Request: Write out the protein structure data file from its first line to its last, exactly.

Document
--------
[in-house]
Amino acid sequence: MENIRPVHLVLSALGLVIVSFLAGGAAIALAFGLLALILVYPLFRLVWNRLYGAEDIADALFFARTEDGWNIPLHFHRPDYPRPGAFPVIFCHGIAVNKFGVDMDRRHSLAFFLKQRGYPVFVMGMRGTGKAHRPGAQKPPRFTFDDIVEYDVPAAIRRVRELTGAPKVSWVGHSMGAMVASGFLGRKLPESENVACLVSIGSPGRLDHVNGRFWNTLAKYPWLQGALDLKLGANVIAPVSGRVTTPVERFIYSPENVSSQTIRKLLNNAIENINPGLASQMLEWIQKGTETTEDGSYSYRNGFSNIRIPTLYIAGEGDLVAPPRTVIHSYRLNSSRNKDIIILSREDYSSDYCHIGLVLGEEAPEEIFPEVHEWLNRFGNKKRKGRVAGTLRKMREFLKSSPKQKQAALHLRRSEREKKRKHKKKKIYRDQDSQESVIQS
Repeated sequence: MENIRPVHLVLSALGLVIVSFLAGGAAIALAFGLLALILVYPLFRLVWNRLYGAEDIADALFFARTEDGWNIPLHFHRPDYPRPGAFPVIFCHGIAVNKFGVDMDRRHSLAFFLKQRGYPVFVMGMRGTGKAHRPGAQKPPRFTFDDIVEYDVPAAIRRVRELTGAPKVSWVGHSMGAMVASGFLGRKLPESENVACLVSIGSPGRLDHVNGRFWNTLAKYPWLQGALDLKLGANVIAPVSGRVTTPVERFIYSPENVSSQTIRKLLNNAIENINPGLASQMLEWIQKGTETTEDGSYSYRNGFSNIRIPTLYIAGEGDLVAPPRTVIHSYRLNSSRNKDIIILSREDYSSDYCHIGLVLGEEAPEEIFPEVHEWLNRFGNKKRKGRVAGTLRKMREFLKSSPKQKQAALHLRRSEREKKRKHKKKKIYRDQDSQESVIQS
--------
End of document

[in-house]
Amino acid sequence: MENIRPVHLVLSALGLVIVSFLAGGAAIALAFGLLALILVYPLFRLVWNRLYGAEDIADALFFARTEDGWNIPLHFHRPDYPRPGAFPVIFCHGIAVNKFGVDMDRRHSLAFFLKQRGYPVFVMGMRGTGKAHRPGAQKPPRFTFDDIVEYDVPAAIRRVRELTGAPKVSWVGHSMGAMVASGFLGRKLPESENVACLVSIGSPGRLDHVNGRFWNTLAKYPWLQGALDLKLGANVIAPVSGRVTTPVERFIYSPENVSSQTIRKLLNNAIENINPGLASQMLEWIQKGTETTEDGSYSYRNGFSNIRIPTLYIAGEGDLVAPPRTVIHSYRLNSSRNKDIIILSREDYSSDYCHIGLVLGEEAPEEIFPEVHEWLNRFGNKKRKGRVAGTLRKMREFLKSSPKQKQAALHLRRSEREKKRKHKKKKIYRDQDSQESVIQS
Repeated sequence: MENIRPVHLVLSALGLVIVSFLAGGAAIALAFGLLALILVYPLFRLVWNRLYGAEDIADALFFARTEDGWNIPLHFHRPDYPRPGAFPVIFCHGIAVNKFGVDMDRRHSLAFFLKQRGYPVFVMGMRGTGKAHRPGAQKPPRFTFDDIVEYDVPAAIRRVRELTGAPKVSWVGHSMGAMVASGFLGRKLPESENVACLVSIGSPGRLDHVNGRFWNTLAKYPWLQGALDLKLGANVIAPVSGRVTTPVERFIYSPENVSSQTIRKLLNNAIENINPGLASQMLEWIQKGTETTEDGSYSYRNGFSNIRIPTLYIAGEGDLVAPPRTVIHSYRLNSSRNKDIIILSREDYSSDYCHIGLVLGEEAPEEIFPEVHEWLNRFGNKKRKGRVAGTLRKMREFLKSSPKQKQAALHLRRSEREKKRKHKKKKIYRDQDSQESVIQS